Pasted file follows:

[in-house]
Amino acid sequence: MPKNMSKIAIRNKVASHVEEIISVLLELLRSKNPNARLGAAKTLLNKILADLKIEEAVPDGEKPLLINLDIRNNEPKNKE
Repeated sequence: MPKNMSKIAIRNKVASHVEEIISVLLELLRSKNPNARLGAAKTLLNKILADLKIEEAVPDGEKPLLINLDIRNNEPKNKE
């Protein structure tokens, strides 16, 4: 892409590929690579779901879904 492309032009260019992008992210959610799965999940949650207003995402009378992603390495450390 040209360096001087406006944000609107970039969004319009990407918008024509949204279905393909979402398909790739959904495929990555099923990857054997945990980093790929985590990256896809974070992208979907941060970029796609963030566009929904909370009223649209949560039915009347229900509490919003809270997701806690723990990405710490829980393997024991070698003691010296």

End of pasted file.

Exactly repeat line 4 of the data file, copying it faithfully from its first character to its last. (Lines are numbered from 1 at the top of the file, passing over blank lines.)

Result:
């Protein structure tokens, strides 16, 4: 892409590929690579779901879904 492309032009260019992008992210959610799965999940949650207003995402009378992603390495450390 040209360096001087406006944000609107970039969004319009990407918008024509949204279905393909979402398909790739959904495929990555099923990857054997945990980093790929985590990256896809974070992208979907941060970029796609963030566009929904909370009223649209949560039915009347229900509490919003809270997701806690723990990405710490829980393997024991070698003691010296």